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It is crucial for employers to ensure that their wage and hour practices and payroll functions are compliant with the law.  Employers must ensure compliance with numerous wage and hour laws at the federal, state and, increasingly, the county and municipal levels.  Wage and hour litigation, particularly class action lawsuits, have exploded over the past several years. 

Additionally, government agencies are aggressively enforcing wage and hour laws.  Laner Muchin attorneys, many of whom have a concentrated wage and hour practice, perform comprehensive wage and hour compliance audits that cover a broad range of issues. 

The central focus of our audits is to identify issues that could potentially result in liability, and then work with our clients to eliminate those issues.  As business advisors to our clients, we conduct the entire audit process with a practical, hands-on approach, tailoring our advice to the business needs and realities of our clients.  


Below are representative samples of the types of services we provide when performing wage and hour compliance audits for our clients:

Reviewing overtime exemption classifications of employees to determine if the client has misclassified any actual non-exempt employees as exempt, which can result in overtime liability. We also determine if any employees the client is classifying as non-exempt can be classified as exempt in accordance with the law.

Analyzing payroll, time-keeping and other employment practices to assess potential liability under overtime laws. In this area, we determine whether the client is paying overtime compensation properly and at the correct rate.  We also dig deep to uncover practices that could result in liability under an “off the clock” overtime claim, e.g., non-exempt employees working on the plant floor before they clock in, or non-exempt employees performing work on an electronic communication device off hours, without being paid for the work.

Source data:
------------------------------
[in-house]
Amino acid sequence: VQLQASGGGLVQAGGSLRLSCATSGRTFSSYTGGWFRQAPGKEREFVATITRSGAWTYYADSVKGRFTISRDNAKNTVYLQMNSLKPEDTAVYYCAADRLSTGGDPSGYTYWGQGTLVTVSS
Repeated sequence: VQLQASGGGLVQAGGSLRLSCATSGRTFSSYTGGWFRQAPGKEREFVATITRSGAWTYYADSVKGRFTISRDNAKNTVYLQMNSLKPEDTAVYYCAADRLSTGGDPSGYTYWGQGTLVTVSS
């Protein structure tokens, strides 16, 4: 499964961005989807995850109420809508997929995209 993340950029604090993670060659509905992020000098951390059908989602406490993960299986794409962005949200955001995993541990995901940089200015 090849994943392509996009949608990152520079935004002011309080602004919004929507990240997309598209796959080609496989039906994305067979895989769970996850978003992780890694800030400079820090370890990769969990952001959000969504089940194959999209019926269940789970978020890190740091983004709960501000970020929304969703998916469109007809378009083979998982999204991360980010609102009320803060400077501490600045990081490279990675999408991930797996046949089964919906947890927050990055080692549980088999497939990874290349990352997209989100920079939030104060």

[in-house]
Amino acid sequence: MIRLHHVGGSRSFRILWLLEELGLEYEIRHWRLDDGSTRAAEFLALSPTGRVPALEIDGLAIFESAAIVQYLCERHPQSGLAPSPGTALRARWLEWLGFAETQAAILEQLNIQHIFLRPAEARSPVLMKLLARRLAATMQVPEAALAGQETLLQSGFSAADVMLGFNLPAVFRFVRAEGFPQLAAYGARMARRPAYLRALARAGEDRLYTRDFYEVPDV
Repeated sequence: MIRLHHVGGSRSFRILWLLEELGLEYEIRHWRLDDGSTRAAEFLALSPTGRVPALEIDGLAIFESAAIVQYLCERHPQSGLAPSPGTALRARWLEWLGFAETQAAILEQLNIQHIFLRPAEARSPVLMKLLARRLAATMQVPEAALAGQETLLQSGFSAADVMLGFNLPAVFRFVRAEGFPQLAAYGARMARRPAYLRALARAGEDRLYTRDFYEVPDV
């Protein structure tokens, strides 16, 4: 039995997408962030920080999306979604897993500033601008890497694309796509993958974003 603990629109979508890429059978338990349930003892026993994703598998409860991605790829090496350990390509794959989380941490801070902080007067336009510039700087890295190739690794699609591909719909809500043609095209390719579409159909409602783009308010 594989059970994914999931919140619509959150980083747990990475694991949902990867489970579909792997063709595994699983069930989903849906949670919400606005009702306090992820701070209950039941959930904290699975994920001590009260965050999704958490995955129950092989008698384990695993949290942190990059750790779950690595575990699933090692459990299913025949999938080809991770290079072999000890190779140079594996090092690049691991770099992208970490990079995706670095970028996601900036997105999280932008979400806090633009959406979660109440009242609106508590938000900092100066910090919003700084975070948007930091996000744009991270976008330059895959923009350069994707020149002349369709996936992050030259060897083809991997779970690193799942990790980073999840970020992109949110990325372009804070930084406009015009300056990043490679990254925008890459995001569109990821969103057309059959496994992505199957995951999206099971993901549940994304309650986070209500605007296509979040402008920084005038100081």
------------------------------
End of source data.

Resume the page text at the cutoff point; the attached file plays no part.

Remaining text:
Ensuring that our clients are in compliance with the minimum wage laws, a measure that has become especially important with the recent rise in minimum wage laws at the county and municipal levels. Companies that operate in multiple jurisdictions and/or have employees and fleets that perform work across broad geographical areas must take care to ensure that their employees are being paid the applicable minimum wage .

Analyzing bonus plans, commission structures and other components of the total compensation paid to employees. These pay items can be hotly-contested at the termination of employment, and they can also have a significant impact on the payment of overtime compensation in certain instances.  We review bonus plans and commission agreements in detail to confirm that they comply with the law, but also that they meet the client’s business goals.

Reviewing the payment of vacation time, personal leave and sick leave, including the requirement, if any, to pay out earned, unused paid time off at the termination of employment. The payment of vacation time can be highly nuanced under state law, and there has been a recent wave of paid sick leave laws enacted by states, counties and municipalities.  We thoroughly review our clients’ paid time off practices and policies to ensure compliance with these laws.

Working with our clients to determine whether individuals with whom the clients do business should be classified as “independent contractors” or “employees.” A business can incur significant liability if it misclassifies “employees” as “independent contractors.” 

Analyzing all deductions taken from employees’ wages, e.g., deductions taken to offset the providing of uniforms, deductions taken pursuant to cash advances made to employees, etc. For businesses that employ individuals who earn the minimum wage or slightly above, the taking of certain deductions can run afoul of the minimum wage laws and draw scrutiny from government agencies and class-action plaintiff’s attorneys.

Reviewing tip-related practices of our clients who have tipped employees, which includes an analysis of tip pool practices, the reporting of and payout of tips, whether tipped employees are being paid at least the minimum wage, overtime rates paid to tipped employees and whether required written notification is being provided to tipped employees before a tip credit is taken from their hourly rate.

Confirming that clients are maintaining and preserving various payroll records, time records and other required records in accordance with the law.

Our attorneys have provided these services to clients across a wide range of industries, including many industries that are particularly exposed to wage and hour litigation, such as the restaurant, hospitality, landscaping and telecommunications industries.  Our vast experience working with all types of businesses is critical, because many of the unique wage and hour issues lurking in a professional services firm will vary, for example, from the issues facing a restaurant or a manufacturing company.

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